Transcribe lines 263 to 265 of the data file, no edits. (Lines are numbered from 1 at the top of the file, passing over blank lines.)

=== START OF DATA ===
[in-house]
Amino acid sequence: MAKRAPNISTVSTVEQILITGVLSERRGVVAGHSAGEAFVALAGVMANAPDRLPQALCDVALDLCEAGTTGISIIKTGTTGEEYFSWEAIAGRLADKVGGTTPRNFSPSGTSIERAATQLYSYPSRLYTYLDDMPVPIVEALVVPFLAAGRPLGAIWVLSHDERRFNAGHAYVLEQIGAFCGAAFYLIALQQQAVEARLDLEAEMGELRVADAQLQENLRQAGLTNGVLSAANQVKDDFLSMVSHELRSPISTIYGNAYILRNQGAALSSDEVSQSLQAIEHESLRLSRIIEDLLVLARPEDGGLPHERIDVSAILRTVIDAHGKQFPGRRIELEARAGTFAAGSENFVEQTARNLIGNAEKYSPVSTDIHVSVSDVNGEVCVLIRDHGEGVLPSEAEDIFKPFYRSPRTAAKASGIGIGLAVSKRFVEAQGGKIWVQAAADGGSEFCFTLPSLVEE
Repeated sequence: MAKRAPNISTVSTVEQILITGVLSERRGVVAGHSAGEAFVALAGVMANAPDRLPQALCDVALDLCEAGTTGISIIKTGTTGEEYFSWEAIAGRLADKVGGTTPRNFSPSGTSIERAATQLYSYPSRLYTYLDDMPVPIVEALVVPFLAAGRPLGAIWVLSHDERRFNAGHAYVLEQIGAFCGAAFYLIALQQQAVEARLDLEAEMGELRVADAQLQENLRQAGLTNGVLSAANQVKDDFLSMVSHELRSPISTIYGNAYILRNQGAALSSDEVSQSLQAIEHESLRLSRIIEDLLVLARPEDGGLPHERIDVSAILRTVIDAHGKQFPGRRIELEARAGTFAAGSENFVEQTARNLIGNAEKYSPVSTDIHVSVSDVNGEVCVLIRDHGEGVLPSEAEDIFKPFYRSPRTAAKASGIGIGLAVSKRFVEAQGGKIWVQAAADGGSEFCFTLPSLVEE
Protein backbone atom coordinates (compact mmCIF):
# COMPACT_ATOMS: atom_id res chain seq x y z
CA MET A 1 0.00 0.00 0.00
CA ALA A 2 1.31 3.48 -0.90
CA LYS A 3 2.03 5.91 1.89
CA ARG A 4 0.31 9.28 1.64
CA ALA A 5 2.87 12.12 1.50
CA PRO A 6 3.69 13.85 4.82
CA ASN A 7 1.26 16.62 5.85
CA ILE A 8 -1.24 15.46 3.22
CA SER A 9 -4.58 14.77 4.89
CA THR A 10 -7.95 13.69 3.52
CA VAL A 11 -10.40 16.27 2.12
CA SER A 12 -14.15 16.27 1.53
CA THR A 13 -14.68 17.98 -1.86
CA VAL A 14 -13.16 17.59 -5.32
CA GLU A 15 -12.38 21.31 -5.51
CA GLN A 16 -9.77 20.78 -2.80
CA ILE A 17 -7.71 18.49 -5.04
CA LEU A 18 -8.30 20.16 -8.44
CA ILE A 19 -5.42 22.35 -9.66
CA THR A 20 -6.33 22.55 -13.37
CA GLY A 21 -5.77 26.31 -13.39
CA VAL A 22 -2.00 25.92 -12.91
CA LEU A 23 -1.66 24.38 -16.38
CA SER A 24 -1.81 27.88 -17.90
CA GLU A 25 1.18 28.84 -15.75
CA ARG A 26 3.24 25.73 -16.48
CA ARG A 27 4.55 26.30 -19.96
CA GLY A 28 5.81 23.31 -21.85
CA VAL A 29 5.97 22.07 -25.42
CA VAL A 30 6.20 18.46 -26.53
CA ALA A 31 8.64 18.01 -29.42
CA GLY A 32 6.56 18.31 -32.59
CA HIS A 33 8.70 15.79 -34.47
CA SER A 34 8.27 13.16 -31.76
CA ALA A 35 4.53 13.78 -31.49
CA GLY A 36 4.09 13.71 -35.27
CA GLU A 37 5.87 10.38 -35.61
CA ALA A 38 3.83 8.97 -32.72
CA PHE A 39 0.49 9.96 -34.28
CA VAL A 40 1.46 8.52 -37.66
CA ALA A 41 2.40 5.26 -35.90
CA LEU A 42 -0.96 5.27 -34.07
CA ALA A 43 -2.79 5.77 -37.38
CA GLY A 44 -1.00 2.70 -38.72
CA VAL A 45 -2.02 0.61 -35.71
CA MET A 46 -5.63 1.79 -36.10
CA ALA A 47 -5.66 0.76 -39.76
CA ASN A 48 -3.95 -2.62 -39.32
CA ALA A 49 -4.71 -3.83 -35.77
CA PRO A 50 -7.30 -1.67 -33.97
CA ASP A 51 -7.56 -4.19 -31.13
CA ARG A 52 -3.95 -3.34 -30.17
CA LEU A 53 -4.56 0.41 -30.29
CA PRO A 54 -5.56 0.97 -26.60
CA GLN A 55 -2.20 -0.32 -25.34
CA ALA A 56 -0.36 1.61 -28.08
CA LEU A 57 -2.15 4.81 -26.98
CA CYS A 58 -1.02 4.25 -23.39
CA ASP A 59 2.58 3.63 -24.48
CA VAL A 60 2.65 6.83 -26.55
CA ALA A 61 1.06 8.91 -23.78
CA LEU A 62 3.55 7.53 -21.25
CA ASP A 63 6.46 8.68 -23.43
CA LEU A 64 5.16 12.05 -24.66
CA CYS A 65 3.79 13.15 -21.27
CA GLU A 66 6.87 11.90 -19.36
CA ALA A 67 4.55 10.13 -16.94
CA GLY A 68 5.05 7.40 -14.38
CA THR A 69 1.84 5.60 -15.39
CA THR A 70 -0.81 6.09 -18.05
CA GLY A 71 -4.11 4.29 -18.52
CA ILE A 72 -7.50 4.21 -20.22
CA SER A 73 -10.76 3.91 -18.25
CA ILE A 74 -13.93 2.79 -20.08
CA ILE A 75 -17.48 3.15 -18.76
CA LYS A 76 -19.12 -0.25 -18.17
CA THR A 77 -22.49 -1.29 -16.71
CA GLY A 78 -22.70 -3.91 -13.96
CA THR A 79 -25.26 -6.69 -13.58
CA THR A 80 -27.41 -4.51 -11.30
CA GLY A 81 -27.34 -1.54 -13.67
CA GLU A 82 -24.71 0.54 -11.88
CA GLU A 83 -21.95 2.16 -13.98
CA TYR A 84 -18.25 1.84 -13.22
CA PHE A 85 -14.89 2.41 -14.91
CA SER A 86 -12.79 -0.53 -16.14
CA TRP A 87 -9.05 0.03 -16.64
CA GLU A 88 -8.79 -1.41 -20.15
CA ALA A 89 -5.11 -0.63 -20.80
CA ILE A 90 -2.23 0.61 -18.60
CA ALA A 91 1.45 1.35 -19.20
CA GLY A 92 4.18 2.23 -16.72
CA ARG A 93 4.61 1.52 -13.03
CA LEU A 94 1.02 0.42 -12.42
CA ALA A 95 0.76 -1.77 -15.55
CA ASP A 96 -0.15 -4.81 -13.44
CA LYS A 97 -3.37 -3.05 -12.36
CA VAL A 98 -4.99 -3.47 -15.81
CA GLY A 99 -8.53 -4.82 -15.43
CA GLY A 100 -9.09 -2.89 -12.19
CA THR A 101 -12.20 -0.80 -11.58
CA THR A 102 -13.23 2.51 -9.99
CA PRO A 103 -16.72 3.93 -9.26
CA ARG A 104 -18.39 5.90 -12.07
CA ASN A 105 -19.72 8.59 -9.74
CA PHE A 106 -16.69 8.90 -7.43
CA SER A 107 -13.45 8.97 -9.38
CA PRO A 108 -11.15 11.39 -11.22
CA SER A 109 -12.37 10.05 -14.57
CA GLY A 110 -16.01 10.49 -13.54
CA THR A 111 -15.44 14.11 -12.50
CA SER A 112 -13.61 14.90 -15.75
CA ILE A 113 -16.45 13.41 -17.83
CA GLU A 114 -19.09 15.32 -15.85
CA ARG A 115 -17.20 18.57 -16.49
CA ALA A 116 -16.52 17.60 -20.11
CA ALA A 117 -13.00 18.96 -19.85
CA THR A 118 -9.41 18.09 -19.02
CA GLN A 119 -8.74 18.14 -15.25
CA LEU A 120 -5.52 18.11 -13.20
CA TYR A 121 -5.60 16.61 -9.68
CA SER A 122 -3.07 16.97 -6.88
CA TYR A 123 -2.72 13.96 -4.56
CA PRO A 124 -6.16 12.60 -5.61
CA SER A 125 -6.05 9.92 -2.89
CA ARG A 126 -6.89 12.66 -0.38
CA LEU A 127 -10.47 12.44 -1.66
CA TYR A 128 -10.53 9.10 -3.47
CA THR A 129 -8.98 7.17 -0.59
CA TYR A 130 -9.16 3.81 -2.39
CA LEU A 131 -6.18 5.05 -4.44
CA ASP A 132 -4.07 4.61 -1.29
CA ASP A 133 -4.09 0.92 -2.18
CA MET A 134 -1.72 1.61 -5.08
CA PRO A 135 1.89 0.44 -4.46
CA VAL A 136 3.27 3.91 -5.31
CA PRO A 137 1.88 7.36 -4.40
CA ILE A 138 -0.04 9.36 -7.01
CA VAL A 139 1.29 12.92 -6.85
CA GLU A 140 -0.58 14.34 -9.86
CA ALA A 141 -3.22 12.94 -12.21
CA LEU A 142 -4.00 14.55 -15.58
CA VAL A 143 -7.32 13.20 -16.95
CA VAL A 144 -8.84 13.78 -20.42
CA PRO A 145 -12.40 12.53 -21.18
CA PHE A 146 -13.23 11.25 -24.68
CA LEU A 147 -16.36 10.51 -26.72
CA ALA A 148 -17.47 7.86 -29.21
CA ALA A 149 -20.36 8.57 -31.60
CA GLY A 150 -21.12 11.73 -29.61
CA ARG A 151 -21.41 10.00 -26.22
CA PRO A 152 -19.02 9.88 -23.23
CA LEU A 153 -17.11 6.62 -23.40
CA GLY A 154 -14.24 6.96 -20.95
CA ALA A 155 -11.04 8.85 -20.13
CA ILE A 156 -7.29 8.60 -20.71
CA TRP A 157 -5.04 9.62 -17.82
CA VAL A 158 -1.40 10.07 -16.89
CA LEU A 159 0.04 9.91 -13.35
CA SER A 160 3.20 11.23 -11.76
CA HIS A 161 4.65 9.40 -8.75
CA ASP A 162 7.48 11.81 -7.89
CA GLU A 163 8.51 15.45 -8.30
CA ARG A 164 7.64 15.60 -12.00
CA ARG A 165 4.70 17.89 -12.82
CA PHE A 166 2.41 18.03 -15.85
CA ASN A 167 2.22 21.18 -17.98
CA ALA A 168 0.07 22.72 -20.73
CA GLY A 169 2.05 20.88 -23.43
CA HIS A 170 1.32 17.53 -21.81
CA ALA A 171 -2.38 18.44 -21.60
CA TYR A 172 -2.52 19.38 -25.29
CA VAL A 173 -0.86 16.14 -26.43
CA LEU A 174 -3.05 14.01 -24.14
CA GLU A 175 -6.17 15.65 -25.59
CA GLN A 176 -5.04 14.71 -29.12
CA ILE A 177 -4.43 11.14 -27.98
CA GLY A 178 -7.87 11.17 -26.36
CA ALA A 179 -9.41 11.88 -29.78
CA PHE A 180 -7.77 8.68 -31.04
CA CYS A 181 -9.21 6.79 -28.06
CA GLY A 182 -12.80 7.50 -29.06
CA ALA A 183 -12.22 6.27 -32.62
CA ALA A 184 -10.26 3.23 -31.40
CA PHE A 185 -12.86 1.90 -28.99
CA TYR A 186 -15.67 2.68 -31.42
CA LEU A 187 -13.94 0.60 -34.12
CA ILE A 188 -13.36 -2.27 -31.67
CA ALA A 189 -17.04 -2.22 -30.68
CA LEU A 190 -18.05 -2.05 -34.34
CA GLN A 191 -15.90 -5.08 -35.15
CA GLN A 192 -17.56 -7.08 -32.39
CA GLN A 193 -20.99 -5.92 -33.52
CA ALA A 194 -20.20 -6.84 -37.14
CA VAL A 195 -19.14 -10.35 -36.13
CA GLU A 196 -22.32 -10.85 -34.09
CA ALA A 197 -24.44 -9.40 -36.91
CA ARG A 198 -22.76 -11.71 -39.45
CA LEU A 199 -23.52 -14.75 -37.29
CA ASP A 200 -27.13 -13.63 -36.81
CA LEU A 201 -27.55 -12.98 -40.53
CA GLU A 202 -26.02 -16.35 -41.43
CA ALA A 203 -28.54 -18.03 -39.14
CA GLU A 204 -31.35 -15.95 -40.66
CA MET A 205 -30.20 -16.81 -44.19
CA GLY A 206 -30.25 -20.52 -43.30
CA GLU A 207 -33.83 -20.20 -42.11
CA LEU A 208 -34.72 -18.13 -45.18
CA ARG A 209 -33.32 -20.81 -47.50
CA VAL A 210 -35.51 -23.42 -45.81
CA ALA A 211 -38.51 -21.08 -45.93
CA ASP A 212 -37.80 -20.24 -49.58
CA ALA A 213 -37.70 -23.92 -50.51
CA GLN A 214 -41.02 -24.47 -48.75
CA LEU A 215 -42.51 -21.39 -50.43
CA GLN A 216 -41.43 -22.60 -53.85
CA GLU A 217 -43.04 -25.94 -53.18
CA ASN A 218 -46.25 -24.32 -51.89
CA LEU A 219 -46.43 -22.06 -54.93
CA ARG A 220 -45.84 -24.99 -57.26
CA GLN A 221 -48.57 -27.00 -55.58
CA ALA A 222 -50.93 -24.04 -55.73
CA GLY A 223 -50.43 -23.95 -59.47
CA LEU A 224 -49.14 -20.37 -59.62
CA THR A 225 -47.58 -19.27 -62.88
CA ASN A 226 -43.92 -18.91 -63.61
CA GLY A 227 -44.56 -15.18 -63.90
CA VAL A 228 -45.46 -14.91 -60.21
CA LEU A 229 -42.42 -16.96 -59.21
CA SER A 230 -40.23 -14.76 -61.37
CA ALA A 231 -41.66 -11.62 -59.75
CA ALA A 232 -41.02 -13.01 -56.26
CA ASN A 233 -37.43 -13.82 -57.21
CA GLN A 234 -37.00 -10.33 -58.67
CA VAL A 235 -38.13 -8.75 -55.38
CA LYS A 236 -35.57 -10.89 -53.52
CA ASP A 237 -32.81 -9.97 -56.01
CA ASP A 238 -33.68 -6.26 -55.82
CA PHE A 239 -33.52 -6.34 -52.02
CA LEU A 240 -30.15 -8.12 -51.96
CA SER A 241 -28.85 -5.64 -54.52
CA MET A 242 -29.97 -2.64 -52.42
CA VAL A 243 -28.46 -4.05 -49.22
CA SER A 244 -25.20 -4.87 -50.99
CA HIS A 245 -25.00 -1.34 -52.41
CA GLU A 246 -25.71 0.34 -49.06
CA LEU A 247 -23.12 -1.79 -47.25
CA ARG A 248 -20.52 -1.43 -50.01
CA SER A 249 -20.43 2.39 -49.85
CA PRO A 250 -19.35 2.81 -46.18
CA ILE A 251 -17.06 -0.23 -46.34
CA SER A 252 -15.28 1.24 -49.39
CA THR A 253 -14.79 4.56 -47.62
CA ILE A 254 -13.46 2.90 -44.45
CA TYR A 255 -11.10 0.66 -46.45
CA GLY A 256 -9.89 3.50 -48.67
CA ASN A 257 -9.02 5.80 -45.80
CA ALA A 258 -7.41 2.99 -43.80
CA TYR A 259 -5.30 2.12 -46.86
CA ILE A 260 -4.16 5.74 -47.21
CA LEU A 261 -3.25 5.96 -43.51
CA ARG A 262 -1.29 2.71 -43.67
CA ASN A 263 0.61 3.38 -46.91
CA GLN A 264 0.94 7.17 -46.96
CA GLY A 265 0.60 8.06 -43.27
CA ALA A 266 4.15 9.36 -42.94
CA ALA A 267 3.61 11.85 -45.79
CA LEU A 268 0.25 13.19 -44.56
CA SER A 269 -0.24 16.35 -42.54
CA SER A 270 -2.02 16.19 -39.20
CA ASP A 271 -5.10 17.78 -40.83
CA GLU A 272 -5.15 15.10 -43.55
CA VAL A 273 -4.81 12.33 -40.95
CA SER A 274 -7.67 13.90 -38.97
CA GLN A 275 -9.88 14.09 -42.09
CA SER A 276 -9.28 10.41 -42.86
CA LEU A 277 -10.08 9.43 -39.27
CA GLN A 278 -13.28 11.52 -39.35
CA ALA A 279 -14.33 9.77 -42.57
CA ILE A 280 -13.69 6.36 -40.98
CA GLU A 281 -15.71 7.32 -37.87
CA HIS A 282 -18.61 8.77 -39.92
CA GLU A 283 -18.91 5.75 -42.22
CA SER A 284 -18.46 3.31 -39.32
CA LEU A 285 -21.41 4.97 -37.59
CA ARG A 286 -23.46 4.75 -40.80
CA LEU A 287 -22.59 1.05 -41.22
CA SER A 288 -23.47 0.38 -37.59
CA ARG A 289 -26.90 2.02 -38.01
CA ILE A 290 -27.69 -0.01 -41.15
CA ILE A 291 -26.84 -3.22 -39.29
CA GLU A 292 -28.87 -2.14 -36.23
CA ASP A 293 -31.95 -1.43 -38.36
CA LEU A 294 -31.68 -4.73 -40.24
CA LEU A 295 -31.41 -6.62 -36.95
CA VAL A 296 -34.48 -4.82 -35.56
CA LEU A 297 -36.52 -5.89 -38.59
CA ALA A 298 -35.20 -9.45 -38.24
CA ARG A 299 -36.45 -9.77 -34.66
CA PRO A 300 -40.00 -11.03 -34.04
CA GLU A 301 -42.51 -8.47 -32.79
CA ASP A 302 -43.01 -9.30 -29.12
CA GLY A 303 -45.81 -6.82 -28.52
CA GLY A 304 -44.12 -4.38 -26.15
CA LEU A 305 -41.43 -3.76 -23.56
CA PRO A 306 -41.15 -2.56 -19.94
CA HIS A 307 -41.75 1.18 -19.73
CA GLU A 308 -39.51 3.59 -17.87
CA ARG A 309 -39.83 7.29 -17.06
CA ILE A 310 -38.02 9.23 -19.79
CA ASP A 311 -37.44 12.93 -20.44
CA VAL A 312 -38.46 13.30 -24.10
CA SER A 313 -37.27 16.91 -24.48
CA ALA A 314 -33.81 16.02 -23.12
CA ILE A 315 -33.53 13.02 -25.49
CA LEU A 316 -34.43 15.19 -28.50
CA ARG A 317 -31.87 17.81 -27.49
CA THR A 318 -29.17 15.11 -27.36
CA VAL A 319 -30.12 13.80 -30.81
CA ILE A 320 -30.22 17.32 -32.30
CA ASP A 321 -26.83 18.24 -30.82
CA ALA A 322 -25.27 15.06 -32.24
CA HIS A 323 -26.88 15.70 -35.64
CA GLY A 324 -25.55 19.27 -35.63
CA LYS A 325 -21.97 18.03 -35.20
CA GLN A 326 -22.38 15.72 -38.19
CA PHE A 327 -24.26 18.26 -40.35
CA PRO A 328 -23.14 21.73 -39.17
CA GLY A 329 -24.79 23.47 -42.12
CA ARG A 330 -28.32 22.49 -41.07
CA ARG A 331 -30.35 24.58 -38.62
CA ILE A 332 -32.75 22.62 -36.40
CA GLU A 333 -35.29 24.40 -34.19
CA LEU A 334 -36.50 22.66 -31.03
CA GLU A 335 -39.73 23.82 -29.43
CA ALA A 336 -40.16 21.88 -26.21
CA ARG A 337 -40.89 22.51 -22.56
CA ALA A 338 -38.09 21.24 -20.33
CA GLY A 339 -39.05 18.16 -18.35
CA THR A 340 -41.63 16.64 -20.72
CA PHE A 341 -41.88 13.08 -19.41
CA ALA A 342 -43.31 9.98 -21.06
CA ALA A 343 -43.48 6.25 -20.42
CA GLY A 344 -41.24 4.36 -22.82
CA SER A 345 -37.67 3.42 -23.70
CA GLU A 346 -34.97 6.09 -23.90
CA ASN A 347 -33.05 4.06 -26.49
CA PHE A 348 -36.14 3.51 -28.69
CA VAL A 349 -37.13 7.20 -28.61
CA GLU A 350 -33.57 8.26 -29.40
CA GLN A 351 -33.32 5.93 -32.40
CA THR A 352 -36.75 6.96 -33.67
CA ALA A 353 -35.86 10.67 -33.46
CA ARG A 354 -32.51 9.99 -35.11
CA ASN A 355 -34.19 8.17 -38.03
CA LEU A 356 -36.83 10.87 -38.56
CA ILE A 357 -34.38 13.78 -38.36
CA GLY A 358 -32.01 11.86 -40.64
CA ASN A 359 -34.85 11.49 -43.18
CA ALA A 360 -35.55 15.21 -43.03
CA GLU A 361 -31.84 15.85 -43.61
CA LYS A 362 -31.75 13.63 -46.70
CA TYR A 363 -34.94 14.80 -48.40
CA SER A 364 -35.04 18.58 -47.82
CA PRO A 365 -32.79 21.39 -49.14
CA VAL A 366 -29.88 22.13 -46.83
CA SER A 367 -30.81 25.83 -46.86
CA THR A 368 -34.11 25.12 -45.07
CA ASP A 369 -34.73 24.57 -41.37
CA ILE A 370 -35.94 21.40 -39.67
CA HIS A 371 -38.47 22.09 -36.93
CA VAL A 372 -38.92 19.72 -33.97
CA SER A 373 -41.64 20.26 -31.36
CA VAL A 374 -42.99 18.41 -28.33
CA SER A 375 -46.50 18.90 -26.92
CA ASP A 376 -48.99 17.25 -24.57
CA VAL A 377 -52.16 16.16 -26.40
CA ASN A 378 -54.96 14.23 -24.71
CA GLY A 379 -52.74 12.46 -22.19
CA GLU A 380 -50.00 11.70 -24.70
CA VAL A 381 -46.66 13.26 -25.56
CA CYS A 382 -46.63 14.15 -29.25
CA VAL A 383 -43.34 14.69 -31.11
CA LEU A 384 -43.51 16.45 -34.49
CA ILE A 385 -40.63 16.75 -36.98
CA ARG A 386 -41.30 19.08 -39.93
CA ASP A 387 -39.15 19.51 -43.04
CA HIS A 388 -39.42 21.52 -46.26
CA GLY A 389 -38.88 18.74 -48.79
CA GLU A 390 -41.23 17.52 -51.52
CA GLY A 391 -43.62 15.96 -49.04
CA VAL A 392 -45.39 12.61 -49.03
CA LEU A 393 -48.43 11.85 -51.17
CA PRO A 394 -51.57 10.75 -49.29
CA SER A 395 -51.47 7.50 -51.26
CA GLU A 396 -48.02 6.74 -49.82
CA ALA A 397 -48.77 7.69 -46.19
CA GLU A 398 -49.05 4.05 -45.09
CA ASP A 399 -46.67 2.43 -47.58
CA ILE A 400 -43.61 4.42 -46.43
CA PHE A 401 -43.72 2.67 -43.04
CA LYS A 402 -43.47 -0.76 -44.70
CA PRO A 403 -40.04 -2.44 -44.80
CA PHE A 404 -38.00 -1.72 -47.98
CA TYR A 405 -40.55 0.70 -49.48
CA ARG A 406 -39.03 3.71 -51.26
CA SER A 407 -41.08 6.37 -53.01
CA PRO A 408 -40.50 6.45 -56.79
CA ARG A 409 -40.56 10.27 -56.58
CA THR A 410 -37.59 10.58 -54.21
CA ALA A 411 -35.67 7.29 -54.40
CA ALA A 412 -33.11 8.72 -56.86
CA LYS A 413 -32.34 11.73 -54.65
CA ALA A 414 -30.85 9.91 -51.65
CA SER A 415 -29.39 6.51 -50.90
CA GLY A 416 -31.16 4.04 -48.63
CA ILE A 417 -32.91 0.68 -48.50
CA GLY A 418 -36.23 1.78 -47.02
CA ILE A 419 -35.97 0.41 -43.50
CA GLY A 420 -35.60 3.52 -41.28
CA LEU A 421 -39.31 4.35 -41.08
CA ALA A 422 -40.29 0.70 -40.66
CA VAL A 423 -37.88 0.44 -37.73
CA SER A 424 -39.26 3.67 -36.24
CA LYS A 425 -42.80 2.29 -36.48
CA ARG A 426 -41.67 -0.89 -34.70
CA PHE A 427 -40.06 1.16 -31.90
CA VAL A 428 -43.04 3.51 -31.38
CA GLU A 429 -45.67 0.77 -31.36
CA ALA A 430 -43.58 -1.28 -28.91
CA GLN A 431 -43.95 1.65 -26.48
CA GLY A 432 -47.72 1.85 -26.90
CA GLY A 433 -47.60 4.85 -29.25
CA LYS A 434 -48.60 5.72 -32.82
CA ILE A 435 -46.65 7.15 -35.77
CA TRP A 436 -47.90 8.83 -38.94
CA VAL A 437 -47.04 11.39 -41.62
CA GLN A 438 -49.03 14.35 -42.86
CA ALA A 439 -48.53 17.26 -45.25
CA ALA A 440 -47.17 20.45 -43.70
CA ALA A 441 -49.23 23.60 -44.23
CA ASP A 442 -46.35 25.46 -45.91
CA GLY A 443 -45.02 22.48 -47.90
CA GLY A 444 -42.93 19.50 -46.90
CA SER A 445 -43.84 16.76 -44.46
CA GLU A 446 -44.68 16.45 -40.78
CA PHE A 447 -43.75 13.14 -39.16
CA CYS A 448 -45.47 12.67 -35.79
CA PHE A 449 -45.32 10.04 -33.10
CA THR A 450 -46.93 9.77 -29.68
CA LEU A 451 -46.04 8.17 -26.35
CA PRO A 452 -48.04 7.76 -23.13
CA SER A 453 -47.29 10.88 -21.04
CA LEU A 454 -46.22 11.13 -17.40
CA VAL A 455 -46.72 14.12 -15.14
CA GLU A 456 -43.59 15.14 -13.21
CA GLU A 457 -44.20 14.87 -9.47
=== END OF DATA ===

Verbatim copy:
CA ALA A 258 -7.41 2.99 -43.80
CA TYR A 259 -5.30 2.12 -46.86
CA ILE A 260 -4.16 5.74 -47.21